I tried the pea mixture, first cooking dried green peas into a puree, then mixing it with ground barley, salt and water.


 This is my flour mill.  It sounds like a jet engine.


This is the barley before it was ground.

And this is what it looked like after being run through the flour mill.


Next, I mixed the flour with the other ingredients.


I mixed it into a smooth dough and then, after letting it rest, rolled out an about one ounce ball into a flat, mostly roundish sort of shape, about a quarter inch thick.


 This is the rolled out flatbread.  Copious amounts of barley flour were needed to prevent sticking.


This is a sample after cooking.  As you can see, it broke apart.  It also did not taste very good.  

Since the taste was not pleasing to me, I decided to explore the barley/oats combination.  I ground up some steel cut oats to go with the barley, mixed up a dough containing 2 parts barley to one part oats added some salt and enough water to make a stiff dough.  I also added 1/8 teaspoon yeast, more for the flavor than any leavening I might get.

I parceled this dough out into 1 oz balls, rolled them out and stored them stacked with wax paper between them. 

At the event, I cooked the flatbreads on a butane stove using a cast iron comal.  I got this in a thrift store quite a while ago, there is no manufactures name, only the number '6' on the bottom.  




Here's a shot of me cooking the flatbreads.  It was a very hot day.

The bread come out very tasty, and many people enjoyed it.  While the challenges of working with low gluten flours without the benefits of modern additives to add structure to the dough was interesting, I'm not sure I'd repeat this, unless asked to do so.  I'm happier baking with wheat.




Sunday, March 29, 2015

Mudthaw 2015 Bread

I didn't enter the bread contest this year, I've won it twice so I figured I'd sit it out this time.  I did however bake some bread for the Athena Thimble's lunch table.



It was 75% white all purpose flour and 25 percent whole grain rye flour (plus water, yeast and salt).  I mixed up the dough on Wednesday, let it rise on the counter overnight, put it in the fridge on Thursday morning before going to work and when I got home on Friday, took it out and let it warm up/rise in brotforms while we ate dinner and then baked it on the Baking Steel under a cloche.  There were two loaves and the first one came out a little burned, but the second one was perfect.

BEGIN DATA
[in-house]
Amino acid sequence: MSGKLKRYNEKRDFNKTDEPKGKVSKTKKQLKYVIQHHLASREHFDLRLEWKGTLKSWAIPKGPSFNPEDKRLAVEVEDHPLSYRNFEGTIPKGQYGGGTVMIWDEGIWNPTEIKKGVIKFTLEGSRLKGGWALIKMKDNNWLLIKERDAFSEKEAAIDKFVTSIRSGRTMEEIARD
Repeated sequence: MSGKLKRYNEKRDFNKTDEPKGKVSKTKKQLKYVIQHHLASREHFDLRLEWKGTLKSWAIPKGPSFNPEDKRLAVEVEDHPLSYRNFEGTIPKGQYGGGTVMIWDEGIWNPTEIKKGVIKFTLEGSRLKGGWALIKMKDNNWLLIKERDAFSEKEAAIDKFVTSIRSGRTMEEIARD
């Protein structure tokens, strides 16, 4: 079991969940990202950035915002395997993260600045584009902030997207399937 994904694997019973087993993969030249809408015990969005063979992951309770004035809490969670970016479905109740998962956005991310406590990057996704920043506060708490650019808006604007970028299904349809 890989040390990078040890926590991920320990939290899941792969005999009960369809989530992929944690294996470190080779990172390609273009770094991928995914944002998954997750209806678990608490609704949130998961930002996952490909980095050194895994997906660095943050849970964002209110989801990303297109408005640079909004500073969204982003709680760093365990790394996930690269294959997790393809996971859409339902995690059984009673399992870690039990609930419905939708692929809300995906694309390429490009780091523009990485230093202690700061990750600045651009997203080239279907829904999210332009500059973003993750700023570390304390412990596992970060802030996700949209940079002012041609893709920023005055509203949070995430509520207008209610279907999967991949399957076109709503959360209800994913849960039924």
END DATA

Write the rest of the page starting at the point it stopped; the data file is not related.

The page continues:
I'm a little. displeased isn't the right word,
with the crumb, it's a little tighter than I hoped. Next time I'll use bread flour and hope for more holes.  I'm also going to soak the rye flour to see if that helps with hole structure.


Here are the two loaves after mixing.



This is the cloche from an earlier competition...and here is a picture of one of my brotforms



I also made butter.  Not in the churn, but in the Kitchenaid.  Here's a pic of the finished product:





Everyone seemed to enjoy it.  Off the clean the kitchen and soak some rye!!

Sunday, February 8, 2015

Baguettes

Today I made baguettes with the Cook's Illustrated recipe:



The shaping needs practice, and will get it, but the crust is amazing and they taste great!

Sunday, November 9, 2014

Bratwurst...lots of Bratwurst....


So this weekend,  I joined my Laurel, Annectje and our friend Penni and produced 50 lbs of Bratwurst for an event in December.  Here's the recipe:

https://sites.google.com/site/johnmarshallsite/brat

Many thanks to the people at Wegman's, who gave us a discount on the bone-in pork shoulders.  I picked them up on Saturday morning, drove them to Annectje's and we boned and portioned them, bagged them up and put them in the freezer overnight.

Today, I took the toys down to Annectje's and we ground the pork coarsely and seasoned it with marjoram, thyme, parsley, cumin, nutmeg and salt.  After we fried up a sample and confirmed it was seasoned correctly, we then ground it a second time through a finer plate.


First grind, with seasoning


Second grind, 


Gloves to keep my fingers from going completely numb... 
To the right (my left) is the cylinder of the stuffer...

After the meat was ground and seasoned, we used a stuffer to put it into casings.


Casings being washed before use.


Stuffer with casings attached.



The final product.


Now safely tucked away...

December 13th 2014. Bhakail. Be there.......